I have removed the above note from the background info, primarily because it's just a nitpick, but secondarily because the projection isn't "obviously flawed" at all. Voyager experiences at least one wild leap 10,000 light-year forward (in "The Gift") _before_ communicating with Starfleet in "Message in a Bottle", which means Starfleet would already be aware that Voyager does encounter opportunities to skip sections of space and might figure some probability of that into their projections. Combine that with the fact that due to their various adventures Voyager might not have travelled in as straight a line as Starfleet projected in the time since "Message in a Bottle" -- particularly while being catapulted uncontrollably or while chasing the Borg at transwarp -- and it is within the realm of possibility that the projections could be in the correct ballpark via two opposed errors cancelling each other out. 184.108.40.206 13:59, June 25, 2012 (UTC)
- I have reworded it to remove the "flawed" statements and simply note that his projection could not have taken those things into account; as MA:NIT does allow noting factual contradictions in information. 31dot 14:04, June 25, 2012 (UTC)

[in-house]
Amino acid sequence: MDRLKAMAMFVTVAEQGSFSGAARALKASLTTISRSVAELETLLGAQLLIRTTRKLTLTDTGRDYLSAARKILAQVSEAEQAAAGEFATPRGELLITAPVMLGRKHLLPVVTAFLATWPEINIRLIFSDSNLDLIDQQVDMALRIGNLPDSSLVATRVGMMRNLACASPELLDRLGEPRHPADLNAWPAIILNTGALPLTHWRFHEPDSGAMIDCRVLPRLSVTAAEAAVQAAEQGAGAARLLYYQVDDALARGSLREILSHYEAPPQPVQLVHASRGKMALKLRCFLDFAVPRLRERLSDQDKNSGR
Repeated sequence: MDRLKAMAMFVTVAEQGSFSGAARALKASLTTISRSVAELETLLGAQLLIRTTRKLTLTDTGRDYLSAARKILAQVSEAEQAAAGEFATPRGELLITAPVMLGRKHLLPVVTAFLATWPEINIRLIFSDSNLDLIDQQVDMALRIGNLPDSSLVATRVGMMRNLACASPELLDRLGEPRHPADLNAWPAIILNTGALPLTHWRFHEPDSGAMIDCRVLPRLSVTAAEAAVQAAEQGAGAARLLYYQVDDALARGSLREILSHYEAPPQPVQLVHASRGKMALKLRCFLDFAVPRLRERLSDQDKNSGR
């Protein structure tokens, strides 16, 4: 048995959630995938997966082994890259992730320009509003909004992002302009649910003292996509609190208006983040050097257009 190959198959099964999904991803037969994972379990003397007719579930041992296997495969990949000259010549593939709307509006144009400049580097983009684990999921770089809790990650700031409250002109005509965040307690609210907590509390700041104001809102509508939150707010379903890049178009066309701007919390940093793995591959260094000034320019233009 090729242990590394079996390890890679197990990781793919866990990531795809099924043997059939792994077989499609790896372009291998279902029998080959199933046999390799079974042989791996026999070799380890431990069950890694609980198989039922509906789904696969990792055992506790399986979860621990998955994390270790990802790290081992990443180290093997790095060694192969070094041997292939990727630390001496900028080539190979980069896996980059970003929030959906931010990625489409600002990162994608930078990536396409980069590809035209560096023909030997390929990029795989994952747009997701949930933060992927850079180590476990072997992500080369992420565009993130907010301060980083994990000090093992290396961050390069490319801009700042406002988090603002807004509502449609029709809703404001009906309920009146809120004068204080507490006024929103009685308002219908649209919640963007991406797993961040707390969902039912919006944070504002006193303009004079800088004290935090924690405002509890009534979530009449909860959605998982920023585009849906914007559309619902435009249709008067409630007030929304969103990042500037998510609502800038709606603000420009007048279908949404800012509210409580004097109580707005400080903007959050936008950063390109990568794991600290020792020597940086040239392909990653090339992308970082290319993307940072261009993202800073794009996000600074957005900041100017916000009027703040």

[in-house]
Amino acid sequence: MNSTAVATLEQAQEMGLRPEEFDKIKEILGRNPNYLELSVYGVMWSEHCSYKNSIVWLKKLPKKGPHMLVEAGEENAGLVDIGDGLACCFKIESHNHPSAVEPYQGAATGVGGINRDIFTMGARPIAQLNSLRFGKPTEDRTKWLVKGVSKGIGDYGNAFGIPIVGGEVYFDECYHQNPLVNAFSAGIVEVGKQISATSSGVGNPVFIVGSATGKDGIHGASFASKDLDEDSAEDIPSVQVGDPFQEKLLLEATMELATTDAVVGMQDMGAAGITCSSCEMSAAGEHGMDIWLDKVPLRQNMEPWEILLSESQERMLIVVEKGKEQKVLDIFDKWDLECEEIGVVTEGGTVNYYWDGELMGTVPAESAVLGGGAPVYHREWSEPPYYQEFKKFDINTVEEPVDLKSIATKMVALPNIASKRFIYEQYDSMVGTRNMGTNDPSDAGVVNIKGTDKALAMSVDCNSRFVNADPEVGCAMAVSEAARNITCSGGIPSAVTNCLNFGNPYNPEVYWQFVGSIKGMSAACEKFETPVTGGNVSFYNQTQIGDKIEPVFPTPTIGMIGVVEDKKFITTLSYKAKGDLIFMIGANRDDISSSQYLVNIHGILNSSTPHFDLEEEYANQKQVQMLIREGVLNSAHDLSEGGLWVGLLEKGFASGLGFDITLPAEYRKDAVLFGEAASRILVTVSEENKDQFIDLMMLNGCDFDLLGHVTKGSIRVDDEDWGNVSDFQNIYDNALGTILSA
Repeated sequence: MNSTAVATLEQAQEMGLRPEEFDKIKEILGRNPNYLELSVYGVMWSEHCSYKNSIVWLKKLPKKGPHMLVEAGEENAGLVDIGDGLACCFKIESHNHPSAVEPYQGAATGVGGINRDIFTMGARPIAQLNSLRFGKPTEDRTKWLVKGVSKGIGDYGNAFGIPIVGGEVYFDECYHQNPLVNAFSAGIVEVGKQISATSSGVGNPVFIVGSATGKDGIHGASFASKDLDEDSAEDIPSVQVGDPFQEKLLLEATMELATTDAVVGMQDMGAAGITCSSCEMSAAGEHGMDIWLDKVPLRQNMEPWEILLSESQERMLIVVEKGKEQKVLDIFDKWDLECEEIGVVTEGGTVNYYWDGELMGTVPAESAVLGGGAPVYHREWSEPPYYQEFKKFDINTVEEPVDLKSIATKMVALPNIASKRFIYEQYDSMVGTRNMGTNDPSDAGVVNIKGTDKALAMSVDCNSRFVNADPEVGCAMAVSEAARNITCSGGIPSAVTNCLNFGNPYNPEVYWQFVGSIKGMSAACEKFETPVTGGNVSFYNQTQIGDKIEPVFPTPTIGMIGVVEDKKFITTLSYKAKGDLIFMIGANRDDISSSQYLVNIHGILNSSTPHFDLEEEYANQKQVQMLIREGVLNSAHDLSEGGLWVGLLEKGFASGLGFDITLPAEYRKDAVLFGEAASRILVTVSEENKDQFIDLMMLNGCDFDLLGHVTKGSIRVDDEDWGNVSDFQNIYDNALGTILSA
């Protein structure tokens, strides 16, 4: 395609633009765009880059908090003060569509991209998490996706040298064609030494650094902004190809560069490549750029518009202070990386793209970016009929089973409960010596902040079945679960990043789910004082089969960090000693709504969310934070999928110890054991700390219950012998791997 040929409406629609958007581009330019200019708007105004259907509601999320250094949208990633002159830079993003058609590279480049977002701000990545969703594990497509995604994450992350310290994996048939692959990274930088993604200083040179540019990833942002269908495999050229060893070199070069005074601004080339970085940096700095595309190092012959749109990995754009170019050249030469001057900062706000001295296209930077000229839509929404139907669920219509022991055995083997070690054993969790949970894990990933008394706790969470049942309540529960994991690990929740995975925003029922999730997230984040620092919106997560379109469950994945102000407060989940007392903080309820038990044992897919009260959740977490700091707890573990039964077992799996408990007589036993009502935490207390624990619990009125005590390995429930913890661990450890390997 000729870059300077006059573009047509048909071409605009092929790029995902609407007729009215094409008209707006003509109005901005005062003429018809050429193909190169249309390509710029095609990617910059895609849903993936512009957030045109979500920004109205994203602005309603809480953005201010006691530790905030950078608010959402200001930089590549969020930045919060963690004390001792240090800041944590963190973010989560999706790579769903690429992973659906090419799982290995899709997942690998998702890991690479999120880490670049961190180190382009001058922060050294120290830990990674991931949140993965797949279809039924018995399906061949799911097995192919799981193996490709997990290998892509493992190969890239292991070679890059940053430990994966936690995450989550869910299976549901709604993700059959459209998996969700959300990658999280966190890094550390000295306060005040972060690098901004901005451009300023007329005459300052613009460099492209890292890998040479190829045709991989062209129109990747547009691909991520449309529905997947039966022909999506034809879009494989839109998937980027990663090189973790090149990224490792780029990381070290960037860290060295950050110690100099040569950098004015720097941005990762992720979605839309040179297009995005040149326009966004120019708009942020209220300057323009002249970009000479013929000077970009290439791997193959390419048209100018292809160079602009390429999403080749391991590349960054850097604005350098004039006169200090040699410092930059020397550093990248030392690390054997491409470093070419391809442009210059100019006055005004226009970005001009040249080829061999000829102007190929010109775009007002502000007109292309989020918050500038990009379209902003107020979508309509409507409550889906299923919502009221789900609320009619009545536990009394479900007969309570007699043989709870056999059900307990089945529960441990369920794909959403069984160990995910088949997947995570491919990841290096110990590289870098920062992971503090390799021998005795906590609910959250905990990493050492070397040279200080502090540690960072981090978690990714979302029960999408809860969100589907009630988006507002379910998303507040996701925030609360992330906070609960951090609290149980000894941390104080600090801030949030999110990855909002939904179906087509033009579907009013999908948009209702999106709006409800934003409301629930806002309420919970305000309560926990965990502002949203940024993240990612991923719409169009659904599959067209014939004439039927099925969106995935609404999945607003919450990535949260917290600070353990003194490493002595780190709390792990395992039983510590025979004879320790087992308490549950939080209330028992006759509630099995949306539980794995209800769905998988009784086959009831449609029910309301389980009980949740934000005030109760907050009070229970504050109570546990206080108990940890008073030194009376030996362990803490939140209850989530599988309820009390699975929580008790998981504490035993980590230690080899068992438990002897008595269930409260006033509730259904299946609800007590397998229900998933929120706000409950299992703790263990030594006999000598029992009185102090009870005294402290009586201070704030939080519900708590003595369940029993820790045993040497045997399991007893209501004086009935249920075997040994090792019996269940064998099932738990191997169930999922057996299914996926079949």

I still disagree with its inclusion. Nothing in the episode contradicts the notion that occasional leaps forward could be figured into the projection in addition an the assumed average speed of Warp 6.2. Any projection would assume an average speed: that needn't be intepreted to mean that were _no_ other variables involved. That wouldn't be a very complex projection. I feel the info as it is presented is just speculation based on an unnecessarily simplistic interpretation of the nature of Starfleet's projection, but you're obviously on patrol here and you prefer this nitpick to stand, so I'm not going to dispute it any further. By the way, isn't it standard practice to debate it further rather than playing revert-tag? 220.127.116.11 14:15, June 25, 2012 (UTC)